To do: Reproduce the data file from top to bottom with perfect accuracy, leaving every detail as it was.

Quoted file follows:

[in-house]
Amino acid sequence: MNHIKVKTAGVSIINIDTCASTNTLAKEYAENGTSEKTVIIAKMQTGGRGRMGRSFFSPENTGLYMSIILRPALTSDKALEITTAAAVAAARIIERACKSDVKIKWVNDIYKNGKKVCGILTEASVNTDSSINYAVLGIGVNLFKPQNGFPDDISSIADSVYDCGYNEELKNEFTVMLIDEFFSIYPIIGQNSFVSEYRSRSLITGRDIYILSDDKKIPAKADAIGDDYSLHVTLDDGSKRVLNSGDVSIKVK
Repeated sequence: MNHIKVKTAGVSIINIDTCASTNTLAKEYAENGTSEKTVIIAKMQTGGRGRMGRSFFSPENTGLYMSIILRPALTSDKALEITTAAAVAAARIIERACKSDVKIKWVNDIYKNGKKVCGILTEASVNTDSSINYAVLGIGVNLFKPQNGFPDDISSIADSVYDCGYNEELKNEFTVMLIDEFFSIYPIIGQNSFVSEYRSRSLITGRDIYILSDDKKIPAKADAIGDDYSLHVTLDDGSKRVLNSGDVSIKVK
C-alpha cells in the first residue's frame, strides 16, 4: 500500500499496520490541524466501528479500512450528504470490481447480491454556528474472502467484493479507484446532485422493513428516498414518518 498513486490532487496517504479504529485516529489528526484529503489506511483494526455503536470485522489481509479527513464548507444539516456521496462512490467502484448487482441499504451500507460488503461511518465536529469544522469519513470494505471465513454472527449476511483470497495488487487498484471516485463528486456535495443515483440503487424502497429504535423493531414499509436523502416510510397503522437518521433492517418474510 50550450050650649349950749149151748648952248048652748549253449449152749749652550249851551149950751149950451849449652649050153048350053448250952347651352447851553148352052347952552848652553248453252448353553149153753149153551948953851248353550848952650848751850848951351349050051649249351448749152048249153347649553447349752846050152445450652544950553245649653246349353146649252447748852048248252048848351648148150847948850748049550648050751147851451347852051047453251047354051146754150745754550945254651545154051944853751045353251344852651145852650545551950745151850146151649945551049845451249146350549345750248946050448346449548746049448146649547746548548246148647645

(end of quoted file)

[in-house]
Amino acid sequence: MNHIKVKTAGVSIINIDTCASTNTLAKEYAENGTSEKTVIIAKMQTGGRGRMGRSFFSPENTGLYMSIILRPALTSDKALEITTAAAVAAARIIERACKSDVKIKWVNDIYKNGKKVCGILTEASVNTDSSINYAVLGIGVNLFKPQNGFPDDISSIADSVYDCGYNEELKNEFTVMLIDEFFSIYPIIGQNSFVSEYRSRSLITGRDIYILSDDKKIPAKADAIGDDYSLHVTLDDGSKRVLNSGDVSIKVK
Repeated sequence: MNHIKVKTAGVSIINIDTCASTNTLAKEYAENGTSEKTVIIAKMQTGGRGRMGRSFFSPENTGLYMSIILRPALTSDKALEITTAAAVAAARIIERACKSDVKIKWVNDIYKNGKKVCGILTEASVNTDSSINYAVLGIGVNLFKPQNGFPDDISSIADSVYDCGYNEELKNEFTVMLIDEFFSIYPIIGQNSFVSEYRSRSLITGRDIYILSDDKKIPAKADAIGDDYSLHVTLDDGSKRVLNSGDVSIKVK
C-alpha cells in the first residue's frame, strides 16, 4: 500500500499496520490541524466501528479500512450528504470490481447480491454556528474472502467484493479507484446532485422493513428516498414518518 498513486490532487496517504479504529485516529489528526484529503489506511483494526455503536470485522489481509479527513464548507444539516456521496462512490467502484448487482441499504451500507460488503461511518465536529469544522469519513470494505471465513454472527449476511483470497495488487487498484471516485463528486456535495443515483440503487424502497429504535423493531414499509436523502416510510397503522437518521433492517418474510 50550450050650649349950749149151748648952248048652748549253449449152749749652550249851551149950751149950451849449652649050153048350053448250952347651352447851553148352052347952552848652553248453252448353553149153753149153551948953851248353550848952650848751850848951351349050051649249351448749152048249153347649553447349752846050152445450652544950553245649653246349353146649252447748852048248252048848351648148150847948850748049550648050751147851451347852051047453251047354051146754150745754550945254651545154051944853751045353251344852651145852650545551950745151850146151649945551049845451249146350549345750248946050448346449548746049448146649547746548548246148647645